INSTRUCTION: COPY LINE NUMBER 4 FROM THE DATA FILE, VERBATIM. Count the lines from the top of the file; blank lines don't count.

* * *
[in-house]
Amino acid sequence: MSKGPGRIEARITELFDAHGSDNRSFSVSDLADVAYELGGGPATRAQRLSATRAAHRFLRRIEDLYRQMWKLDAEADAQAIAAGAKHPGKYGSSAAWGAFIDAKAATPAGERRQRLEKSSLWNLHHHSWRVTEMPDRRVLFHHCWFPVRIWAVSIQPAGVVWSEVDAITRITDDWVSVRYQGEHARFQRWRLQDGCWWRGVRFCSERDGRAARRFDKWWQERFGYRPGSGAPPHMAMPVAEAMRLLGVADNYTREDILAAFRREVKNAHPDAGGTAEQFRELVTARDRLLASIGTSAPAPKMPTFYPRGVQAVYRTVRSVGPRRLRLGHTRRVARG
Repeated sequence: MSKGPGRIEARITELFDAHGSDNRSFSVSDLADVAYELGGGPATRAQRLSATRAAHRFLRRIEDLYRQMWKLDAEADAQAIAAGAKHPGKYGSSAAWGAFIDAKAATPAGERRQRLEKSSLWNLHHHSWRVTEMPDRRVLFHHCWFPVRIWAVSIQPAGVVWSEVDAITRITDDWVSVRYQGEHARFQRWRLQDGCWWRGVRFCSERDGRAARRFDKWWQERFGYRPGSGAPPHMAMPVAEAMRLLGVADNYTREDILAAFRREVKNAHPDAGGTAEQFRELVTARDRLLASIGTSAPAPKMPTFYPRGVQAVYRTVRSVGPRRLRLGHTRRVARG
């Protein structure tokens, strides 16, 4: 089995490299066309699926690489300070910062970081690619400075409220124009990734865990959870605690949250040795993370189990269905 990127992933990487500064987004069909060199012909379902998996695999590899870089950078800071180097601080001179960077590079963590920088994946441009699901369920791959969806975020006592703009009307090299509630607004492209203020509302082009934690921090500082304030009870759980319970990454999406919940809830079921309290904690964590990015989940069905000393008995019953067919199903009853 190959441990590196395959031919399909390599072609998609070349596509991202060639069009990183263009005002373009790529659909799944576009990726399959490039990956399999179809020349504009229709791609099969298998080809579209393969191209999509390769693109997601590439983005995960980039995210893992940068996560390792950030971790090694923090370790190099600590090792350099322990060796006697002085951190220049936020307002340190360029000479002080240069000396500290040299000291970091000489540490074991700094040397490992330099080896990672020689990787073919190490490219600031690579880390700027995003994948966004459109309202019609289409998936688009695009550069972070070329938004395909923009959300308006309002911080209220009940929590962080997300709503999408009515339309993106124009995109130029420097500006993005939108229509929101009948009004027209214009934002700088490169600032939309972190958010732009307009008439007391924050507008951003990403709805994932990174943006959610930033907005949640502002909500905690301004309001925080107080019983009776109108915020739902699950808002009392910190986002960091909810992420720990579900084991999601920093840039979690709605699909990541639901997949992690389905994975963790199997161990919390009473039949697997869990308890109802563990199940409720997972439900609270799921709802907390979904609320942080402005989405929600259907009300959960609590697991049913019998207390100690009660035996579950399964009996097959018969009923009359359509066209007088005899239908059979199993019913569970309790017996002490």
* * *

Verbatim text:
């Protein structure tokens, strides 16, 4: 089995490299066309699926690489300070910062970081690619400075409220124009990734865990959870605690949250040795993370189990269905 990127992933990487500064987004069909060199012909379902998996695999590899870089950078800071180097601080001179960077590079963590920088994946441009699901369920791959969806975020006592703009009307090299509630607004492209203020509302082009934690921090500082304030009870759980319970990454999406919940809830079921309290904690964590990015989940069905000393008995019953067919199903009853 190959441990590196395959031919399909390599072609998609070349596509991202060639069009990183263009005002373009790529659909799944576009990726399959490039990956399999179809020349504009229709791609099969298998080809579209393969191209999509390769693109997601590439983005995960980039995210893992940068996560390792950030971790090694923090370790190099600590090792350099322990060796006697002085951190220049936020307002340190360029000479002080240069000396500290040299000291970091000489540490074991700094040397490992330099080896990672020689990787073919190490490219600031690579880390700027995003994948966004459109309202019609289409998936688009695009550069972070070329938004395909923009959300308006309002911080209220009940929590962080997300709503999408009515339309993106124009995109130029420097500006993005939108229509929101009948009004027209214009934002700088490169600032939309972190958010732009307009008439007391924050507008951003990403709805994932990174943006959610930033907005949640502002909500905690301004309001925080107080019983009776109108915020739902699950808002009392910190986002960091909810992420720990579900084991999601920093840039979690709605699909990541639901997949992690389905994975963790199997161990919390009473039949697997869990308890109802563990199940409720997972439900609270799921709802907390979904609320942080402005989405929600259907009300959960609590697991049913019998207390100690009660035996579950399964009996097959018969009923009359359509066209007088005899239908059979199993019913569970309790017996002490």